Deep Space Propulsion: A Roadmap to Interstellar Flight

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Springer Science & Business Media, Nov 25, 2011 - Technology & Engineering - 367 pages
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The technology of the next few decades could possibly allow us to explore with robotic probes the closest stars outside our Solar System, and maybe even observe some of the recently discovered planets circling these stars. This book looks at the reasons for exploring our stellar neighbors and at the technologies we are developing to build space probes that can traverse the enormous distances between the stars.

In order to reach the nearest stars, we must first develop a propulsion technology that would take our robotic probes there in a reasonable time. Such propulsion technology has radically different requirements from conventional chemical rockets, because of the enormous distances that must be crossed. Surprisingly, many propulsion schemes for interstellar travel have been suggested and await only practical engineering solutions and the political will to make them a reality. This is a result of the tremendous advances in astrophysics that have been made in recent decades and the perseverance and imagination of tenacious theoretical physicists. This book explores these different propulsion schemes – all based on current physics – and the challenges they present to physicists, engineers, and space exploration entrepreneurs.

This book will be helpful to anyone who really wants to understand the principles behind and likely future course of interstellar travel and who wants to recognizes the distinctions between pure fantasy (such as Star Trek’s ‘warp drive’) and methods that are grounded in real physics and offer practical technological solutions for exploring the stars in the decades to come.


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Reaching for the Stars
The Dream of Flight and the Vision of Tomorrow
Fundamental Limitations to Achieving Interstellar Flight
Aviation The Pursuit of Speed Distance Altitude and Height
Astronautics The Development and Science of Rockets
Exploring the Solar System and Beyond
Exploring Other Star Systems
Solar System Explorers Historical Spacecraft
Aerospace Design Principles in Interstellar Flight
The Scientific Cultural and Economic Costs of Interstellar Flight
The Role of Speculative Science in Driving Technology
Realising the Technological Future and the Roadmap to the Stars
From Imagination to Reality
Appendix A
Appendix B

Electric and NuclearBased Propulsion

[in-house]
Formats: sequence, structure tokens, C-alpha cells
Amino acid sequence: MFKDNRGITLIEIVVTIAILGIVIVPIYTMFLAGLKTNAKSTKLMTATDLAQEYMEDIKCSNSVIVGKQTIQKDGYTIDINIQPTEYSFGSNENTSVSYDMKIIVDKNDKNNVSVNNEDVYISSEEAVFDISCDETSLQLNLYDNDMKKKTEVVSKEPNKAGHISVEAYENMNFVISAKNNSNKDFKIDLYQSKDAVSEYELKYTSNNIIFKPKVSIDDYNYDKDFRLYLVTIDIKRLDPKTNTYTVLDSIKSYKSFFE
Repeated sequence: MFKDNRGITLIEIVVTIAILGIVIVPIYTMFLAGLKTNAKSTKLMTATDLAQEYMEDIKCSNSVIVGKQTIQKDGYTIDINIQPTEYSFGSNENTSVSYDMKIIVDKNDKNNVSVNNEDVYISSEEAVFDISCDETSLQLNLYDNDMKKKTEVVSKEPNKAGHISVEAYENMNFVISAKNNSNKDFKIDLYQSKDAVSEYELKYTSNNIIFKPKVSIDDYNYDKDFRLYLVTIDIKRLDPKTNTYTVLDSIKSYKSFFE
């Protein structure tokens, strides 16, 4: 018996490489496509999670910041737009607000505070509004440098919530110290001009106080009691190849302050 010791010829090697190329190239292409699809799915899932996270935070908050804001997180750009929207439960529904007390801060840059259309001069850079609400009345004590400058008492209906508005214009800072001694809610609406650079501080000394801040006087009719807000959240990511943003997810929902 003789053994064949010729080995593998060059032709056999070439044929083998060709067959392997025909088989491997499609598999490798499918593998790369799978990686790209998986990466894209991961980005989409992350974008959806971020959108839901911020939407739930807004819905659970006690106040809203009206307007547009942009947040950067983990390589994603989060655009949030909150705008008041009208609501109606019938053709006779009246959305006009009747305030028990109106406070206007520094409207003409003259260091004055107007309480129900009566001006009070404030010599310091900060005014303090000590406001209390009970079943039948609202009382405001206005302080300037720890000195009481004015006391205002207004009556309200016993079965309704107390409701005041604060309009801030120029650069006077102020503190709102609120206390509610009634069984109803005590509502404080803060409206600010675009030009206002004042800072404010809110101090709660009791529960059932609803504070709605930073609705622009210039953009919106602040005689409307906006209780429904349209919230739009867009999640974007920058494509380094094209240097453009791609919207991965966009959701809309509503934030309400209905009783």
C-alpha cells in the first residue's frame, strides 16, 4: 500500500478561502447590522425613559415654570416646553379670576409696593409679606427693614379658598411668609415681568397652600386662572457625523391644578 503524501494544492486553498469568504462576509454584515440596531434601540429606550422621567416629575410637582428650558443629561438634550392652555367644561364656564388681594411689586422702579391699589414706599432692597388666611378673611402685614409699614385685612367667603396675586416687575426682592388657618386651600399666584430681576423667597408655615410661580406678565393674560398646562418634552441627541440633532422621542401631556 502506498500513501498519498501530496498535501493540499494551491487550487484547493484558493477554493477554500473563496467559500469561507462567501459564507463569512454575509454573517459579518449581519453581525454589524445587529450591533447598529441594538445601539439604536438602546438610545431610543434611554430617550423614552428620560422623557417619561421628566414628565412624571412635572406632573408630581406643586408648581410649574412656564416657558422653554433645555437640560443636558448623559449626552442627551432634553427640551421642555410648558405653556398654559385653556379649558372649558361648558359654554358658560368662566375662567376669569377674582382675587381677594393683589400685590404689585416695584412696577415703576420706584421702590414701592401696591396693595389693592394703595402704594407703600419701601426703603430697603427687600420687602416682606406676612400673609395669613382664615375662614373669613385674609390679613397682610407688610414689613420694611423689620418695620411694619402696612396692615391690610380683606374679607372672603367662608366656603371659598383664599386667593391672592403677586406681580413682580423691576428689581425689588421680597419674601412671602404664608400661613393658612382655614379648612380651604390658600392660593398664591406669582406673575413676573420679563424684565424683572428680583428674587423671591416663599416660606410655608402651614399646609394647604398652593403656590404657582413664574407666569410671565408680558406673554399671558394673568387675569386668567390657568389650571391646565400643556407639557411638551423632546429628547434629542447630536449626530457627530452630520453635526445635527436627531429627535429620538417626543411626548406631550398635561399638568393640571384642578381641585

Sails and Beams
Nuclear Fusion Propulsion
External Nuclear Pulse Propulsion
Towards Relativistic Propulsion Antimatter and the Interstellar Ramjet
Appendix C
Appendix D

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About the author (2011)

Kelvin Long was born in Cambridge, England. He holds a Bachelors degree in Aerospace Engineering and a Masters degree in Astrophysics, both from Queen Mary College University of London. He has been a college and university teacher and served for several years in the Parachute Regiment Volunteer Reserve of the British Army. He currently works as a physicist in industry. He has published numerous papers and articles on the subject of astrophysics and space exploration and is currently the Assistant Editor of the Journal of the British Interplanetary Society. He has also contributed to many other publications on interstellar travel. He has appeared on the Austrian Broadcasting Radio Station FM4 as well as in the documentary How to Colonize the Stars produced by Christian Darkin. He is a Fellow of the Royal Astronomical Society, a chartered member of the Institute of Physics, a member of The Planetary Society, a member of the American Institute of Aeronautics & Astronautics, Fellow of the British Interplanetary Society, and an associate member of the International Association for Astronomical Artists. He is a Practitioner of the Tau Zero Foundation, which actively promotes and coordinates international research into interstellar flight and within this capacity was the co-founder of an interstellar research initiative called Project Icarus. He is happily married to Gemma and likes to spend his spare time reading and writing science fiction, spacecraft model building, and using his Schmidt-Cassegrain telescope.

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